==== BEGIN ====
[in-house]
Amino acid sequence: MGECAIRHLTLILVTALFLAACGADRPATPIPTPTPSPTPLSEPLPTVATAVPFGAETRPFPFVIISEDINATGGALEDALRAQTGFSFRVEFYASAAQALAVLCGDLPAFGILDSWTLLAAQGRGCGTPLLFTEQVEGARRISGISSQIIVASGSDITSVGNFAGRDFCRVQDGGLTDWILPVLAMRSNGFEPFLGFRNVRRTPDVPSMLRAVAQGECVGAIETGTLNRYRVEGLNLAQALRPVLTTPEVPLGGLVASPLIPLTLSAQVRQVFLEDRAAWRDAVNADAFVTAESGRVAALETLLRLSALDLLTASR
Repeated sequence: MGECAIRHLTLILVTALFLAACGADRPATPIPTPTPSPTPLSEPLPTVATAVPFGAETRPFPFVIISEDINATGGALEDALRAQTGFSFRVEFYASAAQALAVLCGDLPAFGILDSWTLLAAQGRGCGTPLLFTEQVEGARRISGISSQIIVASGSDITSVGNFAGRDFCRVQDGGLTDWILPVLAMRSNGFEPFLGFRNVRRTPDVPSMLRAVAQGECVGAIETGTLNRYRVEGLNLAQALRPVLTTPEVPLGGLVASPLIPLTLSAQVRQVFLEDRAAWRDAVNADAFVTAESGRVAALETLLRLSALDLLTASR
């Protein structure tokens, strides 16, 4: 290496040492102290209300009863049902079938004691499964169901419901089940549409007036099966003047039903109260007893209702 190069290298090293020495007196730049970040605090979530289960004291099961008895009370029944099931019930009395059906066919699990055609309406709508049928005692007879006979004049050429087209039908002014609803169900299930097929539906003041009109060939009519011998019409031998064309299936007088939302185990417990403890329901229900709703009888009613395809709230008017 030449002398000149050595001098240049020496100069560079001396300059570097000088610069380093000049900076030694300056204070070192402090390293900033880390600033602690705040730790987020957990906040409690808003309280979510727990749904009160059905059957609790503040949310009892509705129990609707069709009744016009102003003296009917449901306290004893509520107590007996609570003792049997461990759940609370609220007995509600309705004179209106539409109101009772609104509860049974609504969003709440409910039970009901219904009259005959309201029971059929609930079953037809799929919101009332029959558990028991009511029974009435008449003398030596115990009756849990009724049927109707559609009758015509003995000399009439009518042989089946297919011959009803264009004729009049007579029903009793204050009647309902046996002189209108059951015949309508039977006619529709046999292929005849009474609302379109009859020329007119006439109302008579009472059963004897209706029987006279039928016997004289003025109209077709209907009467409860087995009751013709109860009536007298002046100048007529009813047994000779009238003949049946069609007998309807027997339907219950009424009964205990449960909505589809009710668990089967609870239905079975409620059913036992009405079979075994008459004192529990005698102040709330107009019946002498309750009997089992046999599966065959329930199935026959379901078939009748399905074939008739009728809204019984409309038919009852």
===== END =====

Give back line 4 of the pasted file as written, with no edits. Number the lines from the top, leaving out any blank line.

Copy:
């Protein structure tokens, strides 16, 4: 290496040492102290209300009863049902079938004691499964169901419901089940549409007036099966003047039903109260007893209702 190069290298090293020495007196730049970040605090979530289960004291099961008895009370029944099931019930009395059906066919699990055609309406709508049928005692007879006979004049050429087209039908002014609803169900299930097929539906003041009109060939009519011998019409031998064309299936007088939302185990417990403890329901229900709703009888009613395809709230008017 030449002398000149050595001098240049020496100069560079001396300059570097000088610069380093000049900076030694300056204070070192402090390293900033880390600033602690705040730790987020957990906040409690808003309280979510727990749904009160059905059957609790503040949310009892509705129990609707069709009744016009102003003296009917449901306290004893509520107590007996609570003792049997461990759940609370609220007995509600309705004179209106539409109101009772609104509860049974609504969003709440409910039970009901219904009259005959309201029971059929609930079953037809799929919101009332029959558990028991009511029974009435008449003398030596115990009756849990009724049927109707559609009758015509003995000399009439009518042989089946297919011959009803264009004729009049007579029903009793204050009647309902046996002189209108059951015949309508039977006619529709046999292929005849009474609302379109009859020329007119006439109302008579009472059963004897209706029987006279039928016997004289003025109209077709209907009467409860087995009751013709109860009536007298002046100048007529009813047994000779009238003949049946069609007998309807027997339907219950009424009964205990449960909505589809009710668990089967609870239905079975409620059913036992009405079979075994008459004192529990005698102040709330107009019946002498309750009997089992046999599966065959329930199935026959379901078939009748399905074939008739009728809204019984409309038919009852």